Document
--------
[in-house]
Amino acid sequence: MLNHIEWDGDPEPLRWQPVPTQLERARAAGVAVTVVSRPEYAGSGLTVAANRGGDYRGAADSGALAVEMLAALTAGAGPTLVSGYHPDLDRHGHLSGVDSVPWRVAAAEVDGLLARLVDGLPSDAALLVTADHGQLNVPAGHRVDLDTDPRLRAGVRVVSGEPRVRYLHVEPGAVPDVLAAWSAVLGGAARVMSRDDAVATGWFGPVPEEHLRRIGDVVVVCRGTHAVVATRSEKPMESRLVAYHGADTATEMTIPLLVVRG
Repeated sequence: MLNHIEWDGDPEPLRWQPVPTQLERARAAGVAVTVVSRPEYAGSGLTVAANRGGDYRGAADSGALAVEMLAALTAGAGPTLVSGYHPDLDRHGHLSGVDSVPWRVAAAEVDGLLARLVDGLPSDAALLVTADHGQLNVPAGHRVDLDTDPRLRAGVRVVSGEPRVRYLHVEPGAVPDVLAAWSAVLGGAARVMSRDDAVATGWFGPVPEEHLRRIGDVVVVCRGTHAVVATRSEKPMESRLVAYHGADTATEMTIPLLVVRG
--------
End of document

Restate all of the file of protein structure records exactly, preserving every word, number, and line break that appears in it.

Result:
[in-house]
Amino acid sequence: MLNHIEWDGDPEPLRWQPVPTQLERARAAGVAVTVVSRPEYAGSGLTVAANRGGDYRGAADSGALAVEMLAALTAGAGPTLVSGYHPDLDRHGHLSGVDSVPWRVAAAEVDGLLARLVDGLPSDAALLVTADHGQLNVPAGHRVDLDTDPRLRAGVRVVSGEPRVRYLHVEPGAVPDVLAAWSAVLGGAARVMSRDDAVATGWFGPVPEEHLRRIGDVVVVCRGTHAVVATRSEKPMESRLVAYHGADTATEMTIPLLVVRG
Repeated sequence: MLNHIEWDGDPEPLRWQPVPTQLERARAAGVAVTVVSRPEYAGSGLTVAANRGGDYRGAADSGALAVEMLAALTAGAGPTLVSGYHPDLDRHGHLSGVDSVPWRVAAAEVDGLLARLVDGLPSDAALLVTADHGQLNVPAGHRVDLDTDPRLRAGVRVVSGEPRVRYLHVEPGAVPDVLAAWSAVLGGAARVMSRDDAVATGWFGPVPEEHLRRIGDVVVVCRGTHAVVATRSEKPMESRLVAYHGADTATEMTIPLLVVRG